Mike Taylor: A Deserving Apple Grower Of The Year

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In preparing for this month’s cover story on our Apple Grower of the Year, Mike Taylor, I had the opportunity to spend a good deal of personal time with him. We spent a full day driving through some of Washington’s prime apple growing regions. Along the way he would point out some of the newer plantings, while offering bits of history on the region, such as where the Mathison family first settled on Stemilt Hill, and how the Columbia River has been the lifeblood for the fruit industry.

As someone who could always use more time out of the office and in the field, it was certainly an educational experience for me. Not only did I come away from this experience more informed about why the area is known as the world’s apple capital, I also realized why, in hindsight, Taylor is so deserving of our selection as the Apple Grower of the Year for 2010.

Taylor is clearly driven by his desire to view the apple industry not as it stands today, but where it will, and should, be in the next five to 10 years and beyond. He’s always looking ahead, and striving to increase his knowledge of the apple and fruit market as a way of forecasting consumer demand.

It may be true that Taylor is fortunate to live and grow in a location that is home to some of the apple industry’s most innovative leaders when it comes to growing, packing, marketing, and research. But as he states in his story, “Get outside of yourself and your area and see what others are doing. You may find some pearls of wisdom to apply to your own business.”

Rules Of The Road

There are several principles that Taylor lives by that have helped him build a successful company. Any grower would be wise to follow some of his observations mentioned here; they apply to you regardless of where you are, the crops you grow, and how many acres you own.

• Make sure your first decision is a good one. Every decision you make, whether it’s adding a new variety or raising prices at your farm stand, is done so with an eye toward the future. If you choose wisely the first time, you won’t have to revisit your mistake down the road.
• Focus on flavor, and try to align the product you produce with consumer demand. Farm marketers may be more well-suited to do this than anyone, as they have the advantage of first-hand communication with their customers every day.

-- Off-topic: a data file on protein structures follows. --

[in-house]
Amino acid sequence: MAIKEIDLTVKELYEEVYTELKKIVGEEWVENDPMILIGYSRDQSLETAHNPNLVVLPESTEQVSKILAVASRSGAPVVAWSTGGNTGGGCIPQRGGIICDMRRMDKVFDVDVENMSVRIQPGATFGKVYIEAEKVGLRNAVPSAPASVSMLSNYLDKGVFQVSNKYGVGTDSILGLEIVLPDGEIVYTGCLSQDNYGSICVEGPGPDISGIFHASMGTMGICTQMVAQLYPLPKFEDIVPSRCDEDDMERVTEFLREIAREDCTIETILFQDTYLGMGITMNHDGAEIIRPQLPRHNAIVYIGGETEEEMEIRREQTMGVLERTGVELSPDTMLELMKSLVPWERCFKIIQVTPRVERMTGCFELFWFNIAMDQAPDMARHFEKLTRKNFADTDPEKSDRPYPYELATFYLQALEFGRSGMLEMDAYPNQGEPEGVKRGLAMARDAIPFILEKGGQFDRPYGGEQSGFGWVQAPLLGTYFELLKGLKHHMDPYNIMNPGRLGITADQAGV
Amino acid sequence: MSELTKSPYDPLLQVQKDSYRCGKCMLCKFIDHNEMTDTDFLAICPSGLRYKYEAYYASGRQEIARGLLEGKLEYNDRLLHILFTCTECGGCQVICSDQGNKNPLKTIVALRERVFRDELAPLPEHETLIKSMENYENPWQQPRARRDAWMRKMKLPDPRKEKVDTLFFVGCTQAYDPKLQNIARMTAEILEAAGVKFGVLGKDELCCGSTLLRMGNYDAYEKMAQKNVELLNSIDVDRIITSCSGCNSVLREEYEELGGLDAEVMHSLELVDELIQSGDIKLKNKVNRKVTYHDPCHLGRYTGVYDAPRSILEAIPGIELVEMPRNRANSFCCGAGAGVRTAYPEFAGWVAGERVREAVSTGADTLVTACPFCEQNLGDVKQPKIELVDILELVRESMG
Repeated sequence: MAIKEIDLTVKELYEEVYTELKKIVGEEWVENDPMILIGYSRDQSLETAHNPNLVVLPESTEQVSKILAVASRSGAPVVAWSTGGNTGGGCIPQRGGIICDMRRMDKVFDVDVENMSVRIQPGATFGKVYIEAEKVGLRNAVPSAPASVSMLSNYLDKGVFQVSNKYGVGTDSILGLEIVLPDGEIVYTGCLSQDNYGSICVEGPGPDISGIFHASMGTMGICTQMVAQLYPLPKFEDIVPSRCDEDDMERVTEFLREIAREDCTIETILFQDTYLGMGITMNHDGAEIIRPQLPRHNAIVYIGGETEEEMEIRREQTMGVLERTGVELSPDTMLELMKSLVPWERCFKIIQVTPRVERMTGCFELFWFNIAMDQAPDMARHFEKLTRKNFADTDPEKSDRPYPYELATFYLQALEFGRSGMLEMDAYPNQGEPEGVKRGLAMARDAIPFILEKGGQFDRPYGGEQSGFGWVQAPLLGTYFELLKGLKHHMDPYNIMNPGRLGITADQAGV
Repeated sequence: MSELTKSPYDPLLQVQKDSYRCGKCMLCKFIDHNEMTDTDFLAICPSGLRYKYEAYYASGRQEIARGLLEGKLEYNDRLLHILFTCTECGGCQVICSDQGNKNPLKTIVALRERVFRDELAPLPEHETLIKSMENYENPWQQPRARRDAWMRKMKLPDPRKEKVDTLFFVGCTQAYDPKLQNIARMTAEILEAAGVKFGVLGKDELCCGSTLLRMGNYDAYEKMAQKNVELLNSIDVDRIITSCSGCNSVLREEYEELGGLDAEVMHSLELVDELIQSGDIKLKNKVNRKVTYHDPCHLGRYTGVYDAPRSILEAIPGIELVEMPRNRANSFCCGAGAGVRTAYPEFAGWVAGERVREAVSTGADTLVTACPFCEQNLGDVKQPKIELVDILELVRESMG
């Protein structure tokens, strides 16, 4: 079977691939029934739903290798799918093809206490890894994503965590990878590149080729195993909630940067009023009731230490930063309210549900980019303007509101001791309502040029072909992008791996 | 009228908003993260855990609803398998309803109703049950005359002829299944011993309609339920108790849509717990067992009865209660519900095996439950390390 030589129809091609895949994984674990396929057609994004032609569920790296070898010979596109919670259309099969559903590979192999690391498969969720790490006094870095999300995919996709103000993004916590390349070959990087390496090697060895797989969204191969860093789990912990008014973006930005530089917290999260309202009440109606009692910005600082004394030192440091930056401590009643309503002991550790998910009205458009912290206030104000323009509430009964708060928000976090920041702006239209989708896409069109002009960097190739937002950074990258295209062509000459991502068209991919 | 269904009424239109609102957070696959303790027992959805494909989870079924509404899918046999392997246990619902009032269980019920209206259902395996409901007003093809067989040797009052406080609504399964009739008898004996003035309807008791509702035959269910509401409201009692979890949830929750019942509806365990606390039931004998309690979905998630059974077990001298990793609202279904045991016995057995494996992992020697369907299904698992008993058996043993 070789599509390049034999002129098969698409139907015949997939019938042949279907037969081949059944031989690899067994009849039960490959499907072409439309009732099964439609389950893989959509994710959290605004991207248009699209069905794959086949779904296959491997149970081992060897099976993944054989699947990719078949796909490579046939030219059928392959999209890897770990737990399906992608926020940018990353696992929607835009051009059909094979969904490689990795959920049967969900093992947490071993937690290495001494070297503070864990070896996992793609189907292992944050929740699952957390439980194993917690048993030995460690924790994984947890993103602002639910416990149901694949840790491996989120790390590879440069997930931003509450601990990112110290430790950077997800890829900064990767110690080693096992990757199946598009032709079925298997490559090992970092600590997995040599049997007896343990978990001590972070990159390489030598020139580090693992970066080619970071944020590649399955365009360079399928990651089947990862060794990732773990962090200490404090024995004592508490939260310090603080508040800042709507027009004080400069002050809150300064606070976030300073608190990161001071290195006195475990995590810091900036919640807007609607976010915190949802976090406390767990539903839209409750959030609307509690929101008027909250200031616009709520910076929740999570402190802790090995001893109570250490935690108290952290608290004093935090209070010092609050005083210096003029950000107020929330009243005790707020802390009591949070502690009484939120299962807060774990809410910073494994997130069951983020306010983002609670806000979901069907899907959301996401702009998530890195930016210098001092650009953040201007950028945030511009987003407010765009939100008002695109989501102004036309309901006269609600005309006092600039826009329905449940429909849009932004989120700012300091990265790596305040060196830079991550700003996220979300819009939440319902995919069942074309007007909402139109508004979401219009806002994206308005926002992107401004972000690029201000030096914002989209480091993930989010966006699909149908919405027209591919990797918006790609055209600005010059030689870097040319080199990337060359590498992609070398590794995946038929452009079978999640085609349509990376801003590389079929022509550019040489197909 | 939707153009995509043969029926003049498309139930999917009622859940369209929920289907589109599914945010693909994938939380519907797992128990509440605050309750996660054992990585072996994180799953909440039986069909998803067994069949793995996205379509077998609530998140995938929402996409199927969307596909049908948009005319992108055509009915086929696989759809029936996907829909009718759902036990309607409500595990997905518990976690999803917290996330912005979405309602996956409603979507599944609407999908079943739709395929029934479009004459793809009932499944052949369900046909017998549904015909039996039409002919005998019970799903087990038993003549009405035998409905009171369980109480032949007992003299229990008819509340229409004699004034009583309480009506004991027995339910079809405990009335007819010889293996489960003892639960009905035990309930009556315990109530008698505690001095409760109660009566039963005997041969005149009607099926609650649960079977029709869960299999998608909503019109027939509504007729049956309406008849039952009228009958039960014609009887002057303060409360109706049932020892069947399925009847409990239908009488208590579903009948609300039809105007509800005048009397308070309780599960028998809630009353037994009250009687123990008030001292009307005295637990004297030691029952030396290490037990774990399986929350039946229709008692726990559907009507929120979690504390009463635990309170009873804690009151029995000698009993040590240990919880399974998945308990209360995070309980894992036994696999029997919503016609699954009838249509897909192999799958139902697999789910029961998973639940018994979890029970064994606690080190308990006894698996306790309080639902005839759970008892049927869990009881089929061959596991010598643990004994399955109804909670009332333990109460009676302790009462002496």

• Always ask yourself, what is my competitive advantage in the current landscape? How do I fit in? What am I going to focus on in order to maximize my results? The answers may be different, but they will help you define where your business needs to be down the road, and how you plan on getting there.
• Focus on better acreage, not more acreage. For some growers, this might mean diversifying your crop, either with newer varieties to replace older ones, or adding crops you may not have considered before. Always be searching for ways to maximize the potential of the acreage you already have.
• Execute on the fundamentals first and foremost. This is perhaps the most critical rule that every grower should follow. It’s certainly important to be thinking ahead, and trying to determine where you can be more innovative and what new ideas you might try. But if you’re not keeping up with the basics in fruit production, you’re setting yourself up to fail.

Later this month, we will be presenting the Apple Grower of the Year award to Taylor during the U.S. Apple Association’s Apple Crop Outlook and Marketing Conference in Chicago. Those in attendance will get a first-hand look at Taylor’s dedication to his business and the entire industry. It’s a model worth following.

A Closing Thought

I wanted to end this column by acknowledging the passing of one of agriculture’s true pioneers. John Inman, an agricultural engineer and farm advisor emeritus with Monterey County (CA) Agricultural Extension, passed away suddenly in June at the age of 69. If you’ve attended any of the large equipment shows in the past 30 years, such as the World Ag Expo or the International Agricultural Machinery Manufacturers Exhibition in Bologna, Italy, chances are you’ve either seen or met John checking out the new equipment on display. He worked with countless growers offering advice on engines and hitches, and was not afraid to voice his thoughts on controversial issues such as emission standards, trucking regulations, and food safety.

You can read more about John’s legacy here, but in the meantime, our staff offers our thoughts and prayers to the Inman family.

Brian Sparks is editor of American Fruit Grower, a Meister Media Worldwide publication.

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